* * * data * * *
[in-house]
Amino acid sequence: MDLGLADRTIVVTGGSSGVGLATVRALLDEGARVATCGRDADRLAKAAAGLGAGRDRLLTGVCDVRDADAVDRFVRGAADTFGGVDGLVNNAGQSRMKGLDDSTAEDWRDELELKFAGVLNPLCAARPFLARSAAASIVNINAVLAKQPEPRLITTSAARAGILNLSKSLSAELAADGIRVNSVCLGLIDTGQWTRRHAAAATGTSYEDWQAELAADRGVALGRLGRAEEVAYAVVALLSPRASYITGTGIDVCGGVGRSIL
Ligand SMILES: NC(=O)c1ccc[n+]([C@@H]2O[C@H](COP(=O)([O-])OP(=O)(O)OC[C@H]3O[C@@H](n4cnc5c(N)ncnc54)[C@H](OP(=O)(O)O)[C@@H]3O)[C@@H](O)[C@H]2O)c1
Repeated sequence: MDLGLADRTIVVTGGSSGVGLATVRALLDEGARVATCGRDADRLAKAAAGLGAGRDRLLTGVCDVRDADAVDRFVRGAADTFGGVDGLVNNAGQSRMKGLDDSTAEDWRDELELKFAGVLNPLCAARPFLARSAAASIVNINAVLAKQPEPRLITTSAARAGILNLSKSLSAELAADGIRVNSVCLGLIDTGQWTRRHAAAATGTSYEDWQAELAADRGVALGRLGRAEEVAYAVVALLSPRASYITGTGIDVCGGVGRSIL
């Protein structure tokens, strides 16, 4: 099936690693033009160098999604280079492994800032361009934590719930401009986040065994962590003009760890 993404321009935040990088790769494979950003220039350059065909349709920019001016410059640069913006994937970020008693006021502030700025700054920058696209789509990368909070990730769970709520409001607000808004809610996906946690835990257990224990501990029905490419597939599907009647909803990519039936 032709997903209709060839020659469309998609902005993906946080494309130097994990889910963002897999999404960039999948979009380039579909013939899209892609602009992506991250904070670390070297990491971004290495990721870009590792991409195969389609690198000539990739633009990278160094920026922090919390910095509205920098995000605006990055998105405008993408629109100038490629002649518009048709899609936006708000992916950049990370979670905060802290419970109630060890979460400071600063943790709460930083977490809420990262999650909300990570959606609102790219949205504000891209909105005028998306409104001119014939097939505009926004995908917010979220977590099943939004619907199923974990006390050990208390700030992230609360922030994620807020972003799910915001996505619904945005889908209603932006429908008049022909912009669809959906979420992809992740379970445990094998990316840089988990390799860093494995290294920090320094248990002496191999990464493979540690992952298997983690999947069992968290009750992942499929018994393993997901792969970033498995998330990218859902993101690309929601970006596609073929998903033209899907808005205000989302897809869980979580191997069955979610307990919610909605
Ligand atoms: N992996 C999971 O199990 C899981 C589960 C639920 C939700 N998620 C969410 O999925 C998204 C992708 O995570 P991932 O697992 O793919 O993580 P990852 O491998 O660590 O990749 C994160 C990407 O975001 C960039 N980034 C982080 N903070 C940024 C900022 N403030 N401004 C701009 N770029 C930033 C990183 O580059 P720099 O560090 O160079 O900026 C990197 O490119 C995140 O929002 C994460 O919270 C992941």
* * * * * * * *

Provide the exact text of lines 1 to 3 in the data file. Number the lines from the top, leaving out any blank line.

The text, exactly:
[in-house]
Amino acid sequence: MDLGLADRTIVVTGGSSGVGLATVRALLDEGARVATCGRDADRLAKAAAGLGAGRDRLLTGVCDVRDADAVDRFVRGAADTFGGVDGLVNNAGQSRMKGLDDSTAEDWRDELELKFAGVLNPLCAARPFLARSAAASIVNINAVLAKQPEPRLITTSAARAGILNLSKSLSAELAADGIRVNSVCLGLIDTGQWTRRHAAAATGTSYEDWQAELAADRGVALGRLGRAEEVAYAVVALLSPRASYITGTGIDVCGGVGRSIL
Ligand SMILES: NC(=O)c1ccc[n+]([C@@H]2O[C@H](COP(=O)([O-])OP(=O)(O)OC[C@H]3O[C@@H](n4cnc5c(N)ncnc54)[C@H](OP(=O)(O)O)[C@@H]3O)[C@@H](O)[C@H]2O)c1